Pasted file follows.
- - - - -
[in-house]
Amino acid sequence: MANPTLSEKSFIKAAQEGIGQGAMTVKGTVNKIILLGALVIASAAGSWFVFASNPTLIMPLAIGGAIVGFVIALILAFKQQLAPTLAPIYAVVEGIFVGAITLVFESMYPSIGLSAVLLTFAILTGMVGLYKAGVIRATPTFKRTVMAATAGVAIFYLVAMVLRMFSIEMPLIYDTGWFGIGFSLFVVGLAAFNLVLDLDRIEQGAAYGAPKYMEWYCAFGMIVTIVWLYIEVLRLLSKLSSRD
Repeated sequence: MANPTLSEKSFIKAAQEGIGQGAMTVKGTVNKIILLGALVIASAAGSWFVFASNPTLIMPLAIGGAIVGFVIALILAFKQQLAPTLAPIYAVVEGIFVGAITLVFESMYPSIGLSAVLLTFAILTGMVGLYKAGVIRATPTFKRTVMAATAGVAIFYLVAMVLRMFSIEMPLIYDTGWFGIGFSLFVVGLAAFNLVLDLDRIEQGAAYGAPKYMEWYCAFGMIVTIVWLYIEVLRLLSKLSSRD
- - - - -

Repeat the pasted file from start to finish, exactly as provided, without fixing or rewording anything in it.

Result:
[in-house]
Amino acid sequence: MANPTLSEKSFIKAAQEGIGQGAMTVKGTVNKIILLGALVIASAAGSWFVFASNPTLIMPLAIGGAIVGFVIALILAFKQQLAPTLAPIYAVVEGIFVGAITLVFESMYPSIGLSAVLLTFAILTGMVGLYKAGVIRATPTFKRTVMAATAGVAIFYLVAMVLRMFSIEMPLIYDTGWFGIGFSLFVVGLAAFNLVLDLDRIEQGAAYGAPKYMEWYCAFGMIVTIVWLYIEVLRLLSKLSSRD
Repeated sequence: MANPTLSEKSFIKAAQEGIGQGAMTVKGTVNKIILLGALVIASAAGSWFVFASNPTLIMPLAIGGAIVGFVIALILAFKQQLAPTLAPIYAVVEGIFVGAITLVFESMYPSIGLSAVLLTFAILTGMVGLYKAGVIRATPTFKRTVMAATAGVAIFYLVAMVLRMFSIEMPLIYDTGWFGIGFSLFVVGLAAFNLVLDLDRIEQGAAYGAPKYMEWYCAFGMIVTIVWLYIEVLRLLSKLSSRD